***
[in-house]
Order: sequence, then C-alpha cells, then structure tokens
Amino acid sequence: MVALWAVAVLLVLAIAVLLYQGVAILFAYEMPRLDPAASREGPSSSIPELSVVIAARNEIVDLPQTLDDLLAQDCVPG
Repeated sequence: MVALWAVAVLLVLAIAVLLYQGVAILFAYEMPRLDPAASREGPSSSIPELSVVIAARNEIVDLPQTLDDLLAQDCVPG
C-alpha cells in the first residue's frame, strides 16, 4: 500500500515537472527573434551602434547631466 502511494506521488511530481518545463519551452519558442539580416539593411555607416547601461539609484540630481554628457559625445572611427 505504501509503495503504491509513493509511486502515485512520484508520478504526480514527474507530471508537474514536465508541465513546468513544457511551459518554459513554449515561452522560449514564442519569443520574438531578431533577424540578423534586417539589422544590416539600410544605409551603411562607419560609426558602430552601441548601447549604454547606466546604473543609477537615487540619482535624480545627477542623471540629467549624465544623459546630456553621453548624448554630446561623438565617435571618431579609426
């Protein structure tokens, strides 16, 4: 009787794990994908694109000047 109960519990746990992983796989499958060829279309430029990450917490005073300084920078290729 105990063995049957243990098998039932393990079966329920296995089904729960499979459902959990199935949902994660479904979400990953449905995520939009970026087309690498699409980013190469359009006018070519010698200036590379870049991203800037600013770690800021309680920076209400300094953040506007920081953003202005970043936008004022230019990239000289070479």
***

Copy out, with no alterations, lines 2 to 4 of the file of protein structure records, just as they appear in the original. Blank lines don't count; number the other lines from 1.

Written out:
Order: sequence, then C-alpha cells, then structure tokens
Amino acid sequence: MVALWAVAVLLVLAIAVLLYQGVAILFAYEMPRLDPAASREGPSSSIPELSVVIAARNEIVDLPQTLDDLLAQDCVPG
Repeated sequence: MVALWAVAVLLVLAIAVLLYQGVAILFAYEMPRLDPAASREGPSSSIPELSVVIAARNEIVDLPQTLDDLLAQDCVPG